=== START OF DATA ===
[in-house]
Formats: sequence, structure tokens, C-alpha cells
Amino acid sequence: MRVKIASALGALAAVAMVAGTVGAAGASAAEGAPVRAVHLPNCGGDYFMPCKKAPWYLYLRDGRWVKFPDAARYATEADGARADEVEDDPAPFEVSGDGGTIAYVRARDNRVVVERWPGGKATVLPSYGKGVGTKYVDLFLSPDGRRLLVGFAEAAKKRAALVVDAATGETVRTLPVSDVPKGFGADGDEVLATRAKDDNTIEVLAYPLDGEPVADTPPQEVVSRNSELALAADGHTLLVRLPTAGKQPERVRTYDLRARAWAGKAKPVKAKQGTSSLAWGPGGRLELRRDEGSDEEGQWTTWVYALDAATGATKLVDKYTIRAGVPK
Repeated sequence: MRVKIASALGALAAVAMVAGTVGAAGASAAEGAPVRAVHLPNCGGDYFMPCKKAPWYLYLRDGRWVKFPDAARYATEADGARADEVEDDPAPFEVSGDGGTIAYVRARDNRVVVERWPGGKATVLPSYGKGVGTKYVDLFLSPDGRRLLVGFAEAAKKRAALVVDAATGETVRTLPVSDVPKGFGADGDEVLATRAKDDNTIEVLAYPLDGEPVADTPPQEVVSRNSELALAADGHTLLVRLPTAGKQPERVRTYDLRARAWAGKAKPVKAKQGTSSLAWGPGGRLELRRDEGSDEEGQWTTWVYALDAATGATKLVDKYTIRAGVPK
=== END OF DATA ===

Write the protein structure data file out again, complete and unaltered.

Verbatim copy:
[in-house]
Formats: sequence, structure tokens, C-alpha cells
Amino acid sequence: MRVKIASALGALAAVAMVAGTVGAAGASAAEGAPVRAVHLPNCGGDYFMPCKKAPWYLYLRDGRWVKFPDAARYATEADGARADEVEDDPAPFEVSGDGGTIAYVRARDNRVVVERWPGGKATVLPSYGKGVGTKYVDLFLSPDGRRLLVGFAEAAKKRAALVVDAATGETVRTLPVSDVPKGFGADGDEVLATRAKDDNTIEVLAYPLDGEPVADTPPQEVVSRNSELALAADGHTLLVRLPTAGKQPERVRTYDLRARAWAGKAKPVKAKQGTSSLAWGPGGRLELRRDEGSDEEGQWTTWVYALDAATGATKLVDKYTIRAGVPK
Repeated sequence: MRVKIASALGALAAVAMVAGTVGAAGASAAEGAPVRAVHLPNCGGDYFMPCKKAPWYLYLRDGRWVKFPDAARYATEADGARADEVEDDPAPFEVSGDGGTIAYVRARDNRVVVERWPGGKATVLPSYGKGVGTKYVDLFLSPDGRRLLVGFAEAAKKRAALVVDAATGETVRTLPVSDVPKGFGADGDEVLATRAKDDNTIEVLAYPLDGEPVADTPPQEVVSRNSELALAADGHTLLVRLPTAGKQPERVRTYDLRARAWAGKAKPVKAKQGTSSLAWGPGGRLELRRDEGSDEEGQWTTWVYALDAATGATKLVDKYTIRAGVPK